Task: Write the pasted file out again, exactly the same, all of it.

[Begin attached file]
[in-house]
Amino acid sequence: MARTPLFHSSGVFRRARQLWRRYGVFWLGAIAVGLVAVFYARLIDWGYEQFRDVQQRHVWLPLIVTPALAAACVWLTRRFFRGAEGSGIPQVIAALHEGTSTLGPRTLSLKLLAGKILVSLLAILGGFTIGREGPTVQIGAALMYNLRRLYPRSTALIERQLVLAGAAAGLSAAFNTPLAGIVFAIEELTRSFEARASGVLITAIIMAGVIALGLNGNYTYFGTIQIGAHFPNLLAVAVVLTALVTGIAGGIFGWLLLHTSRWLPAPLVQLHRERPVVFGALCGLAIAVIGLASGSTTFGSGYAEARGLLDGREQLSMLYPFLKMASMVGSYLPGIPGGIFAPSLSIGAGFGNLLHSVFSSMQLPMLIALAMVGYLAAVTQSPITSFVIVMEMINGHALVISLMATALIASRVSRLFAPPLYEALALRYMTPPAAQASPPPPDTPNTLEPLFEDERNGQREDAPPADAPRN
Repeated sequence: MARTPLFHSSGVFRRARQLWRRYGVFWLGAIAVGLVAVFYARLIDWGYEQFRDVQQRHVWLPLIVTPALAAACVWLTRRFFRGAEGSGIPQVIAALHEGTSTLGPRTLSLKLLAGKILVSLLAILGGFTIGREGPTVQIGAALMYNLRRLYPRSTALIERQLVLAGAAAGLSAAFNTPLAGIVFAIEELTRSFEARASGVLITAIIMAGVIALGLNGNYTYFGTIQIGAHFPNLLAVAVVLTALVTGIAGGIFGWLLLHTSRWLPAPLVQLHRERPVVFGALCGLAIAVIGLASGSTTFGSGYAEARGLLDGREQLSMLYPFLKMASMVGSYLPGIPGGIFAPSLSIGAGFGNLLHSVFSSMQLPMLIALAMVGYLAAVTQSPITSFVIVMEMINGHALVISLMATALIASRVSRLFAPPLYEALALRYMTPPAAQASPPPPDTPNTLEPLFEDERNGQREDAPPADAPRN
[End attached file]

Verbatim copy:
[in-house]
Amino acid sequence: MARTPLFHSSGVFRRARQLWRRYGVFWLGAIAVGLVAVFYARLIDWGYEQFRDVQQRHVWLPLIVTPALAAACVWLTRRFFRGAEGSGIPQVIAALHEGTSTLGPRTLSLKLLAGKILVSLLAILGGFTIGREGPTVQIGAALMYNLRRLYPRSTALIERQLVLAGAAAGLSAAFNTPLAGIVFAIEELTRSFEARASGVLITAIIMAGVIALGLNGNYTYFGTIQIGAHFPNLLAVAVVLTALVTGIAGGIFGWLLLHTSRWLPAPLVQLHRERPVVFGALCGLAIAVIGLASGSTTFGSGYAEARGLLDGREQLSMLYPFLKMASMVGSYLPGIPGGIFAPSLSIGAGFGNLLHSVFSSMQLPMLIALAMVGYLAAVTQSPITSFVIVMEMINGHALVISLMATALIASRVSRLFAPPLYEALALRYMTPPAAQASPPPPDTPNTLEPLFEDERNGQREDAPPADAPRN
Repeated sequence: MARTPLFHSSGVFRRARQLWRRYGVFWLGAIAVGLVAVFYARLIDWGYEQFRDVQQRHVWLPLIVTPALAAACVWLTRRFFRGAEGSGIPQVIAALHEGTSTLGPRTLSLKLLAGKILVSLLAILGGFTIGREGPTVQIGAALMYNLRRLYPRSTALIERQLVLAGAAAGLSAAFNTPLAGIVFAIEELTRSFEARASGVLITAIIMAGVIALGLNGNYTYFGTIQIGAHFPNLLAVAVVLTALVTGIAGGIFGWLLLHTSRWLPAPLVQLHRERPVVFGALCGLAIAVIGLASGSTTFGSGYAEARGLLDGREQLSMLYPFLKMASMVGSYLPGIPGGIFAPSLSIGAGFGNLLHSVFSSMQLPMLIALAMVGYLAAVTQSPITSFVIVMEMINGHALVISLMATALIASRVSRLFAPPLYEALALRYMTPPAAQASPPPPDTPNTLEPLFEDERNGQREDAPPADAPRN